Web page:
In the above illustrated embodiments, separate light sources are used for imaging the patterning structure onto the substrate and for performing the interferometric measurement. It is, however, also conceivable to use a same light source for both the imaging of the patterning structure and the interferometric measurements, i.e. the imaging light and the measuring light can be derived from the same light source. The measuring light source may then comprise this same light source and suitable optics to provide the measuring light, and the imaging light source may comprise this same light source and suitable optics to provide the imaging light.

In the above illustrated embodiments, the detected imaging characteristics are used to control actuators for displacing optical components of the projection exposure system relative to other components thereof. According to other embodiments, it is possible to control actuators for changing a damping property of a vibration damper provided between components of the projection optical system. The interference patterns generated with the measuring light are then preferably analyzed in view of drifts or vibrations of the components of the projection optical system, and the actuators are then preferably controlled such that vibrations are minimized.

Embodiments of a projection exposure system and method of manufacturing a miniaturized device using the projecting exposure system perform an imaging of a patterning structure onto a substrate using a projection optical system. Measuring light is directed through the projection optical system to be incident on the substrate and measuring light reflected from the substrate is superimposed with reference light to generate an interference pattern. The interference pattern is analyzed to determine imaging properties of the projecting optical system or changes of such imaging properties over time. Actuators of the projection optical system may be used to improve the imaging properties or maintain imaging properties substantially constant over time.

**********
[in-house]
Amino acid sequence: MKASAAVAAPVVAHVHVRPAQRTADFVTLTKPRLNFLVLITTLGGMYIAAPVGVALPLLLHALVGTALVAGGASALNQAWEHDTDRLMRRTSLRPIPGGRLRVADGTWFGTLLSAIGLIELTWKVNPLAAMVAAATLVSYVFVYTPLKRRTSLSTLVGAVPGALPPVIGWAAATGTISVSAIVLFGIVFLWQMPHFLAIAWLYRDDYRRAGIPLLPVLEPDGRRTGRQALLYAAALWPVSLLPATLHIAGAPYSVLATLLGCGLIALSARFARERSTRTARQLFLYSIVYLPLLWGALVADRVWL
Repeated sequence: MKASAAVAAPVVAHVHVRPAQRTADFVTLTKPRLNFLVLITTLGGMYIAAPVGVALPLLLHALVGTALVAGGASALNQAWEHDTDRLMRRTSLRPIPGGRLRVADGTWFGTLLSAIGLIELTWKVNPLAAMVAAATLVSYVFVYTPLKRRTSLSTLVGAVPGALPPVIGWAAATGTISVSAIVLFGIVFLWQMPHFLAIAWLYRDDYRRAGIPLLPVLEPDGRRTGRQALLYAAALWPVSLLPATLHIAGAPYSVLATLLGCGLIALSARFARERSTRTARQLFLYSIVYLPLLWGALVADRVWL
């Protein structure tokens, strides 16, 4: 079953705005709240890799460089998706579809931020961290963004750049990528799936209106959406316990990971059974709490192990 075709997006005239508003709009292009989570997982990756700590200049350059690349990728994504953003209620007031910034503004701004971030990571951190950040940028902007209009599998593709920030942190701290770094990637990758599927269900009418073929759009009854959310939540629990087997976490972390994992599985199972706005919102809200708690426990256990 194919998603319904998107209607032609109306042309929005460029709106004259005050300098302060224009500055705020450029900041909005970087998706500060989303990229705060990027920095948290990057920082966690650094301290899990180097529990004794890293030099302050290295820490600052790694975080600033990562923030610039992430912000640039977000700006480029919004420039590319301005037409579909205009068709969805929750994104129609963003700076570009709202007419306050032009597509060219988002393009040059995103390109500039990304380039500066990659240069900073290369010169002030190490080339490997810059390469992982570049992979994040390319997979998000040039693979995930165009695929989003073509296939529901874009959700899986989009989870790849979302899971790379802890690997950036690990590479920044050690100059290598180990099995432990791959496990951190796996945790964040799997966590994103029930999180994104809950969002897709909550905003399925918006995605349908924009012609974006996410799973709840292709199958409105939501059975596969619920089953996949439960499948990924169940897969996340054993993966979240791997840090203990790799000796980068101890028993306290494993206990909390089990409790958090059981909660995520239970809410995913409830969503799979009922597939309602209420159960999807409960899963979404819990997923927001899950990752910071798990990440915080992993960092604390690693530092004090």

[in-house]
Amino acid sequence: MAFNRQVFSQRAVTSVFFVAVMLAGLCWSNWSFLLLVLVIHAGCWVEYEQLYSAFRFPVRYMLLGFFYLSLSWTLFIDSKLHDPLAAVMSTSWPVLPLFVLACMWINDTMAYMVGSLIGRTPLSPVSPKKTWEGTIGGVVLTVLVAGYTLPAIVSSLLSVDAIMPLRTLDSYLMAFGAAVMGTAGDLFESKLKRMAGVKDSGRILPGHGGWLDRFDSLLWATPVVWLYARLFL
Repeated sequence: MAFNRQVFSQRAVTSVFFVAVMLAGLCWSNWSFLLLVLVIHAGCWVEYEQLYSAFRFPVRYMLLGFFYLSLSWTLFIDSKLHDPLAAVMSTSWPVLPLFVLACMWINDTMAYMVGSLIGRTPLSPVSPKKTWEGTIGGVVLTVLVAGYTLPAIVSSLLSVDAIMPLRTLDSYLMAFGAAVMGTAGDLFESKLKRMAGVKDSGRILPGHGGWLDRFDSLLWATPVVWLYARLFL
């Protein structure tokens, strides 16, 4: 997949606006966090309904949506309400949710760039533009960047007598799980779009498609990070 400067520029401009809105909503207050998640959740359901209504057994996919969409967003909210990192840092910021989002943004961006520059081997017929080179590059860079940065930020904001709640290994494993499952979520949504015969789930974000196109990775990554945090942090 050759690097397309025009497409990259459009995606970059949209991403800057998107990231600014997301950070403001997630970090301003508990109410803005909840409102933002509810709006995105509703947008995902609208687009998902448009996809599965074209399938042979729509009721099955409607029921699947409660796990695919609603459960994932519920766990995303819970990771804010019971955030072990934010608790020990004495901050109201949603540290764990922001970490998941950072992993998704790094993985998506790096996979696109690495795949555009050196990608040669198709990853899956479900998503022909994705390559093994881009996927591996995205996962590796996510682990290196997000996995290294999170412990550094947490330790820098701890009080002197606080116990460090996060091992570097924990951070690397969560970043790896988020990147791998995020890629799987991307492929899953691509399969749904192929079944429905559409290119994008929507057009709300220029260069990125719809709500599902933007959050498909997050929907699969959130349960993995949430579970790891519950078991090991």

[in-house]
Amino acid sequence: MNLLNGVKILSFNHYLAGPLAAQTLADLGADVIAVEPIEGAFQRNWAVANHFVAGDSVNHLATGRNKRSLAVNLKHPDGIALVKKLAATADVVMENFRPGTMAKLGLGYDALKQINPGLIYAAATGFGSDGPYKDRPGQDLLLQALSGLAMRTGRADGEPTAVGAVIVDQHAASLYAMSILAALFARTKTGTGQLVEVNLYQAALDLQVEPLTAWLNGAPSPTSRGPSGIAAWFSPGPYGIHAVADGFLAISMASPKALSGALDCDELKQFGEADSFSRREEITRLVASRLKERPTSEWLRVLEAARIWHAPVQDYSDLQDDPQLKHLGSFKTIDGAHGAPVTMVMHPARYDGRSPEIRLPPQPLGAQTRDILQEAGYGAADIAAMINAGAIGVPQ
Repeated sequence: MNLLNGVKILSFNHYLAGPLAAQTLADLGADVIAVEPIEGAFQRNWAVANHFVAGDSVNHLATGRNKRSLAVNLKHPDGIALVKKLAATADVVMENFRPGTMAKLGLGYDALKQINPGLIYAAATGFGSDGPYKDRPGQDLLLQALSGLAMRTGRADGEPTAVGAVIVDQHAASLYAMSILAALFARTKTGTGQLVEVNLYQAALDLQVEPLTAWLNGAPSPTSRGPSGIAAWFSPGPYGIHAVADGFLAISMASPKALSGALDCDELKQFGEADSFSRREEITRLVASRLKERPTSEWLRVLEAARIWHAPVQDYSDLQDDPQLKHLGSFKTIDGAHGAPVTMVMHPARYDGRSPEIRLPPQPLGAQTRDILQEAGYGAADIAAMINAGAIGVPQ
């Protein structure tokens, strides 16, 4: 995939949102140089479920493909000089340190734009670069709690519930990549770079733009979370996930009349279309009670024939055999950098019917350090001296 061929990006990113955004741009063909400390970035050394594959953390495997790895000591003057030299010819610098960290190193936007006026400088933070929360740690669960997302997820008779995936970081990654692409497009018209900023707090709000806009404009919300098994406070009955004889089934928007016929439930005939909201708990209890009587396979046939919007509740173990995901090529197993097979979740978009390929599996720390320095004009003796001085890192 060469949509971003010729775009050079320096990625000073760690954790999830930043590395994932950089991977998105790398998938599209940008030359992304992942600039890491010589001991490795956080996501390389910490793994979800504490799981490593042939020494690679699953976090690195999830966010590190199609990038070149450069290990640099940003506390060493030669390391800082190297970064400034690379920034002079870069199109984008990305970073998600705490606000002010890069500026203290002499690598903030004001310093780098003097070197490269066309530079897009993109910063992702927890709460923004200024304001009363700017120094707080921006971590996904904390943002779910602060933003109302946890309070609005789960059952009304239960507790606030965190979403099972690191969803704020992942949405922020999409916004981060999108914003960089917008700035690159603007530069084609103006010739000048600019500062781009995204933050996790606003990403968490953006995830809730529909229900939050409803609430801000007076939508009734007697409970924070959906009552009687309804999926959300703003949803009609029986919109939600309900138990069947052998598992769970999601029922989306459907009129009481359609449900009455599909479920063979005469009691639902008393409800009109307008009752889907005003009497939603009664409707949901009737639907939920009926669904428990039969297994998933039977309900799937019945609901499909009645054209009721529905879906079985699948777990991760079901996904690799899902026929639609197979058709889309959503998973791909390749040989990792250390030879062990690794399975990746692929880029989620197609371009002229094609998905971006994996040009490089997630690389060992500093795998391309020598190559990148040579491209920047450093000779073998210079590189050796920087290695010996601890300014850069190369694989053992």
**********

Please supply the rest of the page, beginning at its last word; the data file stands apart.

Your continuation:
While the invention has been described with respect to certain exemplary embodiments thereof, it is evident that many alternatives, modifications and variations will be apparent to those skilled in the art. Accordingly, the exemplary embodiments of the invention set forth herein are intended to be illustrative and not limiting in any way. Various changes may be made without departing from the spirit and scope of the present invention as defined in the following claims.

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Referenced by
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US7630058 *Dec 8, 2009Canon Kabushiki KaishaExposure apparatus and device manufacturing method
US9019468 *Sep 30, 2011Apr 28, 2015Georgia Tech Research CorporationInterference projection exposure system and method of using same
US20090033904 *Jul 25, 2008Feb 5, 2009Canon Kabushiki KaishaExposure apparatus and device manufacturing method
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Classifications
U.S. Classification355/53, 355/75
International ClassificationG03B27/42
Cooperative ClassificationG03F7/706, G03F7/70258, G03F7/2041
European ClassificationG03F7/70L6B, G03F7/70F10